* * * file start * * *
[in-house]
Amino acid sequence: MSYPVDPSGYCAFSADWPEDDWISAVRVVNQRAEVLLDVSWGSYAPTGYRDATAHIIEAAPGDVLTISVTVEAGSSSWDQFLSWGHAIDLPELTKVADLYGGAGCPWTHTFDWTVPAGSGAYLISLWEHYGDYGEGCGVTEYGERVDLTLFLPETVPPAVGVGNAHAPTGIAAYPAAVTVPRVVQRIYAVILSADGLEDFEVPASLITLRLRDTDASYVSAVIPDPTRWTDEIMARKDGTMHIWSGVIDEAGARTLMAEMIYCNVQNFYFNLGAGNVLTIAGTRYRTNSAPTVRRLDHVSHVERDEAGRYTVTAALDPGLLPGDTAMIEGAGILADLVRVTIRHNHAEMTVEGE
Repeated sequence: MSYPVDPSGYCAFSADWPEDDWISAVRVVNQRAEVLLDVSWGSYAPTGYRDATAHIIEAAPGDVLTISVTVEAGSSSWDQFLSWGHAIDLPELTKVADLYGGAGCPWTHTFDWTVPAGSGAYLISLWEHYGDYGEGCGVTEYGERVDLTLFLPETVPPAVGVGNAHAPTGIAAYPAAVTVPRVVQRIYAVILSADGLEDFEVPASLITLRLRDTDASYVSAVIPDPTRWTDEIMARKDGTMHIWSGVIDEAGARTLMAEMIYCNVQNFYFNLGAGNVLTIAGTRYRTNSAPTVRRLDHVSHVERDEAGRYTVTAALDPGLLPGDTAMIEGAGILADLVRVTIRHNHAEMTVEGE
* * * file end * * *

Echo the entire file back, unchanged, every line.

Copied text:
[in-house]
Amino acid sequence: MSYPVDPSGYCAFSADWPEDDWISAVRVVNQRAEVLLDVSWGSYAPTGYRDATAHIIEAAPGDVLTISVTVEAGSSSWDQFLSWGHAIDLPELTKVADLYGGAGCPWTHTFDWTVPAGSGAYLISLWEHYGDYGEGCGVTEYGERVDLTLFLPETVPPAVGVGNAHAPTGIAAYPAAVTVPRVVQRIYAVILSADGLEDFEVPASLITLRLRDTDASYVSAVIPDPTRWTDEIMARKDGTMHIWSGVIDEAGARTLMAEMIYCNVQNFYFNLGAGNVLTIAGTRYRTNSAPTVRRLDHVSHVERDEAGRYTVTAALDPGLLPGDTAMIEGAGILADLVRVTIRHNHAEMTVEGE
Repeated sequence: MSYPVDPSGYCAFSADWPEDDWISAVRVVNQRAEVLLDVSWGSYAPTGYRDATAHIIEAAPGDVLTISVTVEAGSSSWDQFLSWGHAIDLPELTKVADLYGGAGCPWTHTFDWTVPAGSGAYLISLWEHYGDYGEGCGVTEYGERVDLTLFLPETVPPAVGVGNAHAPTGIAAYPAAVTVPRVVQRIYAVILSADGLEDFEVPASLITLRLRDTDASYVSAVIPDPTRWTDEIMARKDGTMHIWSGVIDEAGARTLMAEMIYCNVQNFYFNLGAGNVLTIAGTRYRTNSAPTVRRLDHVSHVERDEAGRYTVTAALDPGLLPGDTAMIEGAGILADLVRVTIRHNHAEMTVEGE